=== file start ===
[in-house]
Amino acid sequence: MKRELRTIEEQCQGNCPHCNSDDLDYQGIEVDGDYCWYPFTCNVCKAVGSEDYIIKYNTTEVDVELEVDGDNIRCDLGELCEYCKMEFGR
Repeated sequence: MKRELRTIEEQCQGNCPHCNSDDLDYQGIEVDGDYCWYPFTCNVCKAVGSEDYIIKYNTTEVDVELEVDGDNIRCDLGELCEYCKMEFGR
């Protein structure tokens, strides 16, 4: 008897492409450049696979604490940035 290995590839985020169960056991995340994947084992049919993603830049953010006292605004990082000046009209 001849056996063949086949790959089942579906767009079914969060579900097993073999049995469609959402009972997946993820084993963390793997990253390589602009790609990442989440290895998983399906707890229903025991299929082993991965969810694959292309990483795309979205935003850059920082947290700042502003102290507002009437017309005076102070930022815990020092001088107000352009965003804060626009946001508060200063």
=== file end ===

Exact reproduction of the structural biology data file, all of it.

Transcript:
[in-house]
Amino acid sequence: MKRELRTIEEQCQGNCPHCNSDDLDYQGIEVDGDYCWYPFTCNVCKAVGSEDYIIKYNTTEVDVELEVDGDNIRCDLGELCEYCKMEFGR
Repeated sequence: MKRELRTIEEQCQGNCPHCNSDDLDYQGIEVDGDYCWYPFTCNVCKAVGSEDYIIKYNTTEVDVELEVDGDNIRCDLGELCEYCKMEFGR
């Protein structure tokens, strides 16, 4: 008897492409450049696979604490940035 290995590839985020169960056991995340994947084992049919993603830049953010006292605004990082000046009209 001849056996063949086949790959089942579906767009079914969060579900097993073999049995469609959402009972997946993820084993963390793997990253390589602009790609990442989440290895998983399906707890229903025991299929082993991965969810694959292309990483795309979205935003850059920082947290700042502003102290507002009437017309005076102070930022815990020092001088107000352009965003804060626009946001508060200063």